A lap harp is a plucked psaltery-style stringed instrument. It gets its name from the fact that the harp is played on the player’s lap. Lap harps are smaller than their larger cousin, the pedal harp, which sits on the floor, due to the instrument’s positioning. For thousands of years, people have played various versions of lap harps all over the world.
There are two types of lap harps: non-levered and levered. The strings of a non-levered lap harp stretch across the instrument and are attached to tuning pegs. If the player wants to play in a key other than the one in which the harp is tuned, he must turn the tuning peg and adjust the pitch of at least one string with a separate tuning tool. Because this isn’t something that can be done quickly or frequently, most non-levered harps are tuned to C or G, which allows them to be tuned to a few other keys adjusting only one or two strings.
A levered lap harp attempts to eliminate the time-consuming task of changing keys eliminating the need to adjust the harp’s tuning pegs. The string is connected to a lever mechanism on this type of harp. When the player pulls or releases the lever, it pulls or releases the string, changing the pitch one half step up or down. However, because the lever mechanism only moves in one direction, it can only do sharps or flats, not both.
Lap harps are further divided into groups based on how they are played. Some lap harps are completely flat on the lap, placing the strings horizontally and requiring players to play with their hands palm down. The melody harp, a non-levered lap harp with a trapezoidal shape and only 15 or 16 strings, is the best and most common example of a “flat-sitting” harp; it resembles a dulcimer. The majority of lap harps are “edge-sitting” harps, which means the harp sits on its end with the strings vertical and the palms facing inward to play. Edge-sitting harps can be levered or non-levered, but a high-end edge-sitting harp will typically have a full lever system that allows the player to address all seven keys.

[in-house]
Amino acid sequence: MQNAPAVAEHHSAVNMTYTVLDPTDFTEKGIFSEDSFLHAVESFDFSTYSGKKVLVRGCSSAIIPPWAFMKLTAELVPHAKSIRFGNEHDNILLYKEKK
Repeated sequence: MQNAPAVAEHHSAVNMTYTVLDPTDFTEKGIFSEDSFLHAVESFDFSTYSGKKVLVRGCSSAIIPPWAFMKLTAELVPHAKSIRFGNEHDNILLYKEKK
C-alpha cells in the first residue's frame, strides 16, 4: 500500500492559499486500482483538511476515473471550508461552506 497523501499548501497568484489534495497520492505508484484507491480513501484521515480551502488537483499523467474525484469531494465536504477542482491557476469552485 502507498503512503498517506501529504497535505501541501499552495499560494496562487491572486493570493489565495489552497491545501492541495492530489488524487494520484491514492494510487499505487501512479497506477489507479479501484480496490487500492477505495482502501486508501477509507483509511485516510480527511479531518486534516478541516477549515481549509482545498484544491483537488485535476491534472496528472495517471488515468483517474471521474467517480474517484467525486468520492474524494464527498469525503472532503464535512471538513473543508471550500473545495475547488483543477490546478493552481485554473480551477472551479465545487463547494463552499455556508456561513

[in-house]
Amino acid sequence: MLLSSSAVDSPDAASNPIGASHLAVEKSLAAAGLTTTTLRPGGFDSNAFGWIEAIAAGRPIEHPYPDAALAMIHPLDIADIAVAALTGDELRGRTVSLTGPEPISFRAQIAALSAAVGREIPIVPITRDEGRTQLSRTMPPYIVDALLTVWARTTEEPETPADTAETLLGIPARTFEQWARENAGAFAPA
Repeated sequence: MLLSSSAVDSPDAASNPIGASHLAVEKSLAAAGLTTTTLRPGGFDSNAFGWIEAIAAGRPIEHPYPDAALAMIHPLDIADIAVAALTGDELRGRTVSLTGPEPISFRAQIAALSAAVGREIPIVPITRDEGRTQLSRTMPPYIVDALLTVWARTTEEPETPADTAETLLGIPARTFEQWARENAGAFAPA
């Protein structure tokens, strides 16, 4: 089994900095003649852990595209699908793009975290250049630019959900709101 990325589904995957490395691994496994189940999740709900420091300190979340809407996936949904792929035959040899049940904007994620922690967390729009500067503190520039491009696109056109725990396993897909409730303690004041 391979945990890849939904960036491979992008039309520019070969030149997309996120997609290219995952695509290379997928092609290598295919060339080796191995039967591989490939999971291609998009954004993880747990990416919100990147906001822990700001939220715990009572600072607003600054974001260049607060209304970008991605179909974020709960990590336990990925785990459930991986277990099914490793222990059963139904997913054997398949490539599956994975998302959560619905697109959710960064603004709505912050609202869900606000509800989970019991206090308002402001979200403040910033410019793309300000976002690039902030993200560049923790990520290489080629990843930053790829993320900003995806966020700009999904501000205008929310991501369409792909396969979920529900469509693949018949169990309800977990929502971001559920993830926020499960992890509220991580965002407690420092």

The size of flat-sitting harps, such as the melody harp, is limited to fit the length and width of the player’s lap. Because there is nothing stopping the strings from rising to different vertical heights on an edge-sitting harp, size is more variable. A small edge-sitting harp can be as short as 61 cm and weigh as little as 5 pounds (2.27 kg), but a height of 32 to 36 inches (81.28 cm -.9 m) is more common. Larger versions with up to 25 strings and a weight of 10 to 12 pounds are available (4.5 – 5.4 kg).
Because a concert or pedal harp has an average of 45 strings, it has a range of about five and a half octaves. The largest lap harps, on the other hand, usually have a three-octave range. In terms of practical performance, this means lap harpists are limited in terms of the music they can play and the effects they can achieve. However, because of their limited range and small size, lap harps are much more portable and lighter than larger harps, making them ideal for people like music therapists who need to transport their instrument frequently.
Even though a high-end lap harp can play in any key and is portable, it has one major flaw: the player must stop playing with one hand to shift a lever during a performance. Harp makers solved this problem designing harps with pedal mechanisms around the end of the 1600s. The pedals, which are controlled the player’s feet, are connected to a mechanism that, like the lever, controls the length — and thus the pitch — of the harp strings. With modern pedal harps being able to adjust pitches to achieve both sharps and flats, levered lap harps represent the mid-point in harp technology.